Jesse's depicts just how cumbersome it is to kickstart inventions in Nigeria. People like him band into groups as the Association of Nigerian Inventors, ANI.
ANI wants the government to put money where inventors can access them, says its secretary general David Ally, himself an inventor. It also offers a platform on which inventors can pool resources to "promote knowledge and commercialisation of intellectual property work."
Nearly all are classified as inventive work - physical products like Jesse's EMF kit, and processes like Ally's set of electronics reverse engineered to use power off a solar panel and cutting out the need for an inverter.
The set includes a desktop workstation as well as TV set that also serves as a computer monitor. Without an inverter, the gadgets store power in excess of 10 hours, Ally explains.
The gadgets are taken off the shelf-standard sets on the market. Ally says they are "carefully selected components that will serve our purpose." They come built with LAN and wireless interface as well. But "the process is patented."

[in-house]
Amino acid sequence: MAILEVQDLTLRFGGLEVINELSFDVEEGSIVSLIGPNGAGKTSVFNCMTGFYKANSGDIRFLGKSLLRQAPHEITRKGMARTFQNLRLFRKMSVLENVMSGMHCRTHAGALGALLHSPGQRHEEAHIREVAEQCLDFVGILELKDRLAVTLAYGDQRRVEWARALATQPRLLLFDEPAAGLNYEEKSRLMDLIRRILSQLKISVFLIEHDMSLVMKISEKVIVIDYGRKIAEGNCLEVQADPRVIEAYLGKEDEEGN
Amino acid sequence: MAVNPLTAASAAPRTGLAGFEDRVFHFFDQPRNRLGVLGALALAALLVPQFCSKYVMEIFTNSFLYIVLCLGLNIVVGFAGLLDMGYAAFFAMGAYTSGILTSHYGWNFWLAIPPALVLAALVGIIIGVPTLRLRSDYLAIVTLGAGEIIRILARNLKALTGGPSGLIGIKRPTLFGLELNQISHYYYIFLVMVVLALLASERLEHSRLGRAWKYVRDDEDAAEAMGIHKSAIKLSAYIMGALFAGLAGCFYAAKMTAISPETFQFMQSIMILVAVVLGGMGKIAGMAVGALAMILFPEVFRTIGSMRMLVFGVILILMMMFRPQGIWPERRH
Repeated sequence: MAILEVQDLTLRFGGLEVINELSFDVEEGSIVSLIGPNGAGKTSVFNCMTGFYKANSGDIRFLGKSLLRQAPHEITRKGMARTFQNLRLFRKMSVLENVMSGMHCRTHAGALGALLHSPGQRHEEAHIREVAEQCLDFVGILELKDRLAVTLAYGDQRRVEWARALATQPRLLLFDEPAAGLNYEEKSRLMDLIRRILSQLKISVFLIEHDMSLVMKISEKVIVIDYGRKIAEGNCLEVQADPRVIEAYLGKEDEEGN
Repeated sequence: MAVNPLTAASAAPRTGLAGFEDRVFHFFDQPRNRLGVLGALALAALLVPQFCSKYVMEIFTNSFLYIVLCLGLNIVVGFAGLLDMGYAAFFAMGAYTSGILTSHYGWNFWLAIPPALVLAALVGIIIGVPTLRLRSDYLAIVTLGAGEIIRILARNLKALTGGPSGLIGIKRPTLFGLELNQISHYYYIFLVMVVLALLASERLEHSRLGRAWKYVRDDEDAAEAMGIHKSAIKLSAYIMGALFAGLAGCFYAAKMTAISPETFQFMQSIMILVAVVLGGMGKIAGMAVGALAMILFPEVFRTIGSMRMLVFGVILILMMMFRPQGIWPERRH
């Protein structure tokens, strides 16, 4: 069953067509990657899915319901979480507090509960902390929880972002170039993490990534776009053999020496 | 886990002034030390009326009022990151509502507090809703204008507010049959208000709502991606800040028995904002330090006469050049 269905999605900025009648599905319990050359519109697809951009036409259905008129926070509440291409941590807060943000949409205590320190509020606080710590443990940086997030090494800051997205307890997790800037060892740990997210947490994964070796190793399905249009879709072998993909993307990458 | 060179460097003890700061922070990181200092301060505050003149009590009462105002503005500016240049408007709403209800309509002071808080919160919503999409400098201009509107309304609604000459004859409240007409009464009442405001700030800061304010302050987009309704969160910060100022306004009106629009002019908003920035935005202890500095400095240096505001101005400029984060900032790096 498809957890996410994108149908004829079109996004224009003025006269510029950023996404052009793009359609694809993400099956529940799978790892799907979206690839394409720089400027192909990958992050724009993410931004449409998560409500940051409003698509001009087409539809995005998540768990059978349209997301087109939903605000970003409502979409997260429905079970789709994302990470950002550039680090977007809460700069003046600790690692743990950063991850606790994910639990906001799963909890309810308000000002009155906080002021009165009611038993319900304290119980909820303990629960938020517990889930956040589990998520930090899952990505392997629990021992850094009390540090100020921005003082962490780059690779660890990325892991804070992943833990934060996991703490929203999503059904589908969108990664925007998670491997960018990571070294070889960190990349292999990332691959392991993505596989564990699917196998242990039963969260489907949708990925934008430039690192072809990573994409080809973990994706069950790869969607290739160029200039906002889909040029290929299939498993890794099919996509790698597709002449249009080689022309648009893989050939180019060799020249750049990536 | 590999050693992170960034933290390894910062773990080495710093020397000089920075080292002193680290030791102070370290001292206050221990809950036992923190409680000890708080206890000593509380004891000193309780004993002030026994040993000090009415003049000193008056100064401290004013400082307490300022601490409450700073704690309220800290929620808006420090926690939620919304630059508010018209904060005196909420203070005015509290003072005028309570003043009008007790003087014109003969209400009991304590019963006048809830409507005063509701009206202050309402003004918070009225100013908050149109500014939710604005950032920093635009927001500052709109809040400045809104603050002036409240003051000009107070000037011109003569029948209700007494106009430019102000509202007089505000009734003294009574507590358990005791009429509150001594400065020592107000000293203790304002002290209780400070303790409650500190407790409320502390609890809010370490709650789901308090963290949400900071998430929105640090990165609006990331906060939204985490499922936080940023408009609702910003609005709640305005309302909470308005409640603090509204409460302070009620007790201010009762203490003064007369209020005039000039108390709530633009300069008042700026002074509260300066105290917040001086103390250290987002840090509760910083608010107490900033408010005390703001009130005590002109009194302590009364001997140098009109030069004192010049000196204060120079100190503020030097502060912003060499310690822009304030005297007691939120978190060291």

The way he justifies it, "If you can keep your offices working throughout the day whether there is power or not, it is good enough."
But many are yet to stumble upon decidedly useful and affordable homegrown technologies to run their offices and business in today's climate.
And the innovators behind the works are doing little to push their innovations into public domain.
"The knowledge is very, very low," Ally estimates. "Most people who have invented something don't even know they have to seek protection - in patents and such."
They have to first know that innovation can bring reward to them and anyone interested in using or investing in their ideas.
But therein lies a bigger problem, Ally asserts. "Our society doesn't have a lot of venture capitalists ready to put their money in people's works, (in many cases) because people don't know there is reward."
Seeing this requires a paradigm shift on a gigantic scale that Nigeria just hasn't been doing through research and development and at its universities.